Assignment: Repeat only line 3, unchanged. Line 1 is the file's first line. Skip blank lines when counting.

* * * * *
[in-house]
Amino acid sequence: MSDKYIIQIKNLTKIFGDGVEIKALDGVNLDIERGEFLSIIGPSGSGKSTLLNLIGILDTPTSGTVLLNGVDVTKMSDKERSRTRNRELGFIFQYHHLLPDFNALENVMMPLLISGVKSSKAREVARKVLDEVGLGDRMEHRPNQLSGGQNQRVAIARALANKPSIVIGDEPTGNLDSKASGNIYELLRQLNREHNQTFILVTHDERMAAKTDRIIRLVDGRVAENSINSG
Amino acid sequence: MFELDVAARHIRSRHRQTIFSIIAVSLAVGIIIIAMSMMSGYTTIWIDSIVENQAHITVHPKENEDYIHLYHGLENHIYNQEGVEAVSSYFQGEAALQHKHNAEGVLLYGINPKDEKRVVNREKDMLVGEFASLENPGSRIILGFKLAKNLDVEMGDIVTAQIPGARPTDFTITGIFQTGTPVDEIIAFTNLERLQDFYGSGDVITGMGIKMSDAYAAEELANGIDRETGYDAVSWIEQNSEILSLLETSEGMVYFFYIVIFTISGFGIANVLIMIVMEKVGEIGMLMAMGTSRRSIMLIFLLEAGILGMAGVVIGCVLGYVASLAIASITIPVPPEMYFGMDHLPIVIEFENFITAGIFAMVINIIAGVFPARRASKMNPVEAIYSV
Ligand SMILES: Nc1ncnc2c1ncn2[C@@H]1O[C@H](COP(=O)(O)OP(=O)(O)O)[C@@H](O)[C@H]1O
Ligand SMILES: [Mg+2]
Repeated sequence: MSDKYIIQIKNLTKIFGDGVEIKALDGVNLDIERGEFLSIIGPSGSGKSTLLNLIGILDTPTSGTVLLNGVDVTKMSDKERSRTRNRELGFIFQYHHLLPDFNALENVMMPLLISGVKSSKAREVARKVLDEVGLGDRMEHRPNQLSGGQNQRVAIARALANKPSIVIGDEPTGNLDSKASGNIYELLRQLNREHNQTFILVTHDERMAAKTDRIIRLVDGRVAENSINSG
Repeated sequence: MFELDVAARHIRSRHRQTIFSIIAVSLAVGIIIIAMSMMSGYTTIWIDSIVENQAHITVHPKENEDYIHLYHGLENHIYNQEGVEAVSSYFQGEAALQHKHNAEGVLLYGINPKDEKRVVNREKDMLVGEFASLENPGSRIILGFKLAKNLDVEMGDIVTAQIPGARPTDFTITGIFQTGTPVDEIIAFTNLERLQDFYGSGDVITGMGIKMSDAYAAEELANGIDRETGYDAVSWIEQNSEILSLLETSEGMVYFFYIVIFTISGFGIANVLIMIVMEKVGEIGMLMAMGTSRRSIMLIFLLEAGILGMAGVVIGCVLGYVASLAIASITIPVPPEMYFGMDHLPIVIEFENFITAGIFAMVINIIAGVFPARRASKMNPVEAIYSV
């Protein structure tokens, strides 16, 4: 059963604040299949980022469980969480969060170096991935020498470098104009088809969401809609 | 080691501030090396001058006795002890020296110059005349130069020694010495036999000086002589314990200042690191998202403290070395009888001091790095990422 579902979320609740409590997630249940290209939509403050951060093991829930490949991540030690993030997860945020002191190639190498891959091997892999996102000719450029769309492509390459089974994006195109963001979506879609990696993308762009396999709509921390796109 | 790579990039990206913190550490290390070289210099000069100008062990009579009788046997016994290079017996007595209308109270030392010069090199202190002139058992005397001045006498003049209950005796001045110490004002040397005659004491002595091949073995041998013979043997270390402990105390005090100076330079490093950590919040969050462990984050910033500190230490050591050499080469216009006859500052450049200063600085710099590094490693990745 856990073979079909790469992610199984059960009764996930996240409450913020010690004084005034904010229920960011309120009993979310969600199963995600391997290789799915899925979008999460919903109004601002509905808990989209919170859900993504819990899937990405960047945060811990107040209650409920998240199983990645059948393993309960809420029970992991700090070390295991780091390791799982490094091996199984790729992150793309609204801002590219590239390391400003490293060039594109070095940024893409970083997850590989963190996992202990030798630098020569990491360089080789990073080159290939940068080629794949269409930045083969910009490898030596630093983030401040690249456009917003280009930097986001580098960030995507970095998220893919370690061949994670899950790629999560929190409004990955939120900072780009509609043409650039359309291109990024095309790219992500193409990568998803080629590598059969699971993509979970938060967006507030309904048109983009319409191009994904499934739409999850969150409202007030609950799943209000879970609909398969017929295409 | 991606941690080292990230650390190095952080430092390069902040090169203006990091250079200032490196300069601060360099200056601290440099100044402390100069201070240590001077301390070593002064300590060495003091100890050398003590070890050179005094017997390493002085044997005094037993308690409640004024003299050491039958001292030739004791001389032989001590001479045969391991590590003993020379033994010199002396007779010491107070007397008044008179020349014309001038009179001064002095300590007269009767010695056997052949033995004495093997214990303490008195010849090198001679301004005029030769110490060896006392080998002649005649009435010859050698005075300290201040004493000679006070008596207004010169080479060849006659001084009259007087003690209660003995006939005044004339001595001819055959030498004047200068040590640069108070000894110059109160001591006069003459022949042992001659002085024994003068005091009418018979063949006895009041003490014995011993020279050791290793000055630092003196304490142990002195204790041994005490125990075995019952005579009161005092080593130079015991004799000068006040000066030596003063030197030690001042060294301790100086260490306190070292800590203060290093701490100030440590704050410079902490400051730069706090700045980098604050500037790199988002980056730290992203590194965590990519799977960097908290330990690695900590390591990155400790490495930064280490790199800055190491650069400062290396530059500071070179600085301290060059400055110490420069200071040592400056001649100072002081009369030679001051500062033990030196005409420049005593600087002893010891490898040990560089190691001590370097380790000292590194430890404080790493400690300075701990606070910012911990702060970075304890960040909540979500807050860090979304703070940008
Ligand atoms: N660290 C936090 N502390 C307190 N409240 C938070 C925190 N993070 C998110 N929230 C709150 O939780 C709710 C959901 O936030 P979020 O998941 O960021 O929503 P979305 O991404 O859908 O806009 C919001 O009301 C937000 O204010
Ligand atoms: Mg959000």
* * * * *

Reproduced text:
Amino acid sequence: MFELDVAARHIRSRHRQTIFSIIAVSLAVGIIIIAMSMMSGYTTIWIDSIVENQAHITVHPKENEDYIHLYHGLENHIYNQEGVEAVSSYFQGEAALQHKHNAEGVLLYGINPKDEKRVVNREKDMLVGEFASLENPGSRIILGFKLAKNLDVEMGDIVTAQIPGARPTDFTITGIFQTGTPVDEIIAFTNLERLQDFYGSGDVITGMGIKMSDAYAAEELANGIDRETGYDAVSWIEQNSEILSLLETSEGMVYFFYIVIFTISGFGIANVLIMIVMEKVGEIGMLMAMGTSRRSIMLIFLLEAGILGMAGVVIGCVLGYVASLAIASITIPVPPEMYFGMDHLPIVIEFENFITAGIFAMVINIIAGVFPARRASKMNPVEAIYSV